City takes action on homeless encampment at Downtown Phoenix intersection

Following numerous complaints, the City of Phoenix stepped up efforts to move a homeless encampment that has cropped up in a high profile spot in Downtown Phoenix.

The area is in the center of a new upscale apartment development, and the problem is sensitive and complex. Dozens of homeless were camping there, but officials with the City of Phoenix said when they were offered shelter, opportunity to look for employment and health care, it is tough to get people to trust them and take advantage of these services.

On Wednesday, the City stepped up its efforts to get the homeless to move. It was an emotional day as City employees and police moved in to try to get homeless people to clear the area, located at 3rd Street and Roosevelt.

Mid-morning, Black Lives Matter activist JJ Johnson arrived to advocate for the homeless, highly critical of the city's handling of the people he says deserve more.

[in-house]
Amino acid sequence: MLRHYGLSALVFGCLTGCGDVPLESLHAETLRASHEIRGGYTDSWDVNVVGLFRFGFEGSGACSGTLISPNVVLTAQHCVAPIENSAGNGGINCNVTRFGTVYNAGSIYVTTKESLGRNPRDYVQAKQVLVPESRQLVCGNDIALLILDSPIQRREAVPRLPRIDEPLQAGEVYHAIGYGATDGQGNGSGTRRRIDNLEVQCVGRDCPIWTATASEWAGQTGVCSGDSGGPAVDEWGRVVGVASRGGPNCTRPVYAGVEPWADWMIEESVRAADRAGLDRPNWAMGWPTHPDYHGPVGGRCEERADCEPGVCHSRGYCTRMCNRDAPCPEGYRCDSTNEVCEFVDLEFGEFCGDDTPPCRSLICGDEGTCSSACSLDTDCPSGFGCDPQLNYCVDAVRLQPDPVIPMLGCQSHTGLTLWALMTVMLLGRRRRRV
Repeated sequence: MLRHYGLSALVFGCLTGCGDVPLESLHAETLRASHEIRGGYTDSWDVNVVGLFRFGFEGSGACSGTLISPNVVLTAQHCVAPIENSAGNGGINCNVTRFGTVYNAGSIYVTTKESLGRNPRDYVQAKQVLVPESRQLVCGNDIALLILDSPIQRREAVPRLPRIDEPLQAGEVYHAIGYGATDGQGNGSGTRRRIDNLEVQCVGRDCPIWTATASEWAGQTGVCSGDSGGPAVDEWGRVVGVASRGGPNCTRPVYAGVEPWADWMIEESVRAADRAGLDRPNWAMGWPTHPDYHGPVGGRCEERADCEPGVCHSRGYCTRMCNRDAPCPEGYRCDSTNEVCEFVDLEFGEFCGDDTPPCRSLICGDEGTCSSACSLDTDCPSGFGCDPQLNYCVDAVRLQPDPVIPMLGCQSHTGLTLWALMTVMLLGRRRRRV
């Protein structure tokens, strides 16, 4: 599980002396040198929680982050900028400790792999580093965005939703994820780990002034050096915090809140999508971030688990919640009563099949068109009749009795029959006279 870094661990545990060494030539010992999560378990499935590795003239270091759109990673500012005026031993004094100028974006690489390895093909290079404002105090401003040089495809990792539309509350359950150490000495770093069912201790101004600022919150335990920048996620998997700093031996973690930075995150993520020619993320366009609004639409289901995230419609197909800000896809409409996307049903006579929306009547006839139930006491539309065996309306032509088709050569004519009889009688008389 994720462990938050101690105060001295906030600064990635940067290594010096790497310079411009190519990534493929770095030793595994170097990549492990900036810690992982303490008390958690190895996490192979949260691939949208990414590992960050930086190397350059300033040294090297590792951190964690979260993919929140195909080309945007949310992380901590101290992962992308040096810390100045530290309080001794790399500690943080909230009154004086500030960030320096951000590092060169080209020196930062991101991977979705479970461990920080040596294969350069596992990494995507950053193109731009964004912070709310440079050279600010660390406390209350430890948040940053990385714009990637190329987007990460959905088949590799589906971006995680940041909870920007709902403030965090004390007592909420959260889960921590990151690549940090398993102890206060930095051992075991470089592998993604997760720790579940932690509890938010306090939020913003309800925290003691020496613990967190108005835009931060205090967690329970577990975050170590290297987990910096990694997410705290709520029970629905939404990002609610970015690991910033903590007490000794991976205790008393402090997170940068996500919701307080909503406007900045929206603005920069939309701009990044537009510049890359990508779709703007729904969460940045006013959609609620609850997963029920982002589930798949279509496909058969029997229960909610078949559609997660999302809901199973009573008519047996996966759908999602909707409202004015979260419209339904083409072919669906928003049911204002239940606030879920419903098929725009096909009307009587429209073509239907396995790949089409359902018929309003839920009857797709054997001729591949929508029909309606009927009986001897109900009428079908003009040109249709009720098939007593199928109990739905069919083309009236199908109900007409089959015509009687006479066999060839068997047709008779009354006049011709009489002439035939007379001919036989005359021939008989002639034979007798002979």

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"It's shameful," said Johnson. "It's shameful these people need a place to go and a place to be where they can be safe and not harassed."

City officials said based on public health concerns like human waste, as well as drug needles they found on site, they needed to enforce the "No Camping" ordinance for a public right of way.

"At some point in time, and I'm not sure what time that will be as a city because it continues to be complex issue, we'll have to move from those individuals who have chosen not to use services to moving them, because it is a public right of way," said Marchelle Franklin, the interim Human Relations Director for Phoenix.

Officials with the City of Phoenix said they had a place for every single person at the site to go that was safe and had food and showers. The reasons most don't take up the city on the offer is complicated.

A woman, identified as "Lisa", was there with her husband and dog. They will not leave the dog, even though the city has a foster pet home set up until the couple finds permanent housing.

"I'm not giving up my dog," said Lisa. "He's like my son."

City officials stressed how hard they have tried to get the people to take advantage of the services, and they can't make them do it, but they also say there comes a point where the community as a whole comes into this.

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